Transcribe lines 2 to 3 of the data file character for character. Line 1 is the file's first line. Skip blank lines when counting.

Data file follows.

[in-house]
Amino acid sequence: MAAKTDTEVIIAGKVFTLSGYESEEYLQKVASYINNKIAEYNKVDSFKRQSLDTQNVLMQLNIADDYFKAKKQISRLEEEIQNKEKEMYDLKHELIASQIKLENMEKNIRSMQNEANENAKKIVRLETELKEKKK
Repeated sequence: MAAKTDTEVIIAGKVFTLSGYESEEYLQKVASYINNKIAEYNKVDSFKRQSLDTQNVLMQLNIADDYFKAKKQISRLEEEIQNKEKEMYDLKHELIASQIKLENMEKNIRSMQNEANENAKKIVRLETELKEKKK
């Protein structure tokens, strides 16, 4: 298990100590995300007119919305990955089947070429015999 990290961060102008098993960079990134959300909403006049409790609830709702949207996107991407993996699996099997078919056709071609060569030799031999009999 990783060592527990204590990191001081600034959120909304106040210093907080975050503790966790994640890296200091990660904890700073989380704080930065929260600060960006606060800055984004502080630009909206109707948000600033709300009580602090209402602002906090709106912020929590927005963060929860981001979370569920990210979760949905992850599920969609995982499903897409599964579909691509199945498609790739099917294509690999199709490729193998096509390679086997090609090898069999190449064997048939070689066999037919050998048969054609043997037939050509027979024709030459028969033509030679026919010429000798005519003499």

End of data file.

Amino acid sequence: MAAKTDTEVIIAGKVFTLSGYESEEYLQKVASYINNKIAEYNKVDSFKRQSLDTQNVLMQLNIADDYFKAKKQISRLEEEIQNKEKEMYDLKHELIASQIKLENMEKNIRSMQNEANENAKKIVRLETELKEKKK
Repeated sequence: MAAKTDTEVIIAGKVFTLSGYESEEYLQKVASYINNKIAEYNKVDSFKRQSLDTQNVLMQLNIADDYFKAKKQISRLEEEIQNKEKEMYDLKHELIASQIKLENMEKNIRSMQNEANENAKKIVRLETELKEKKK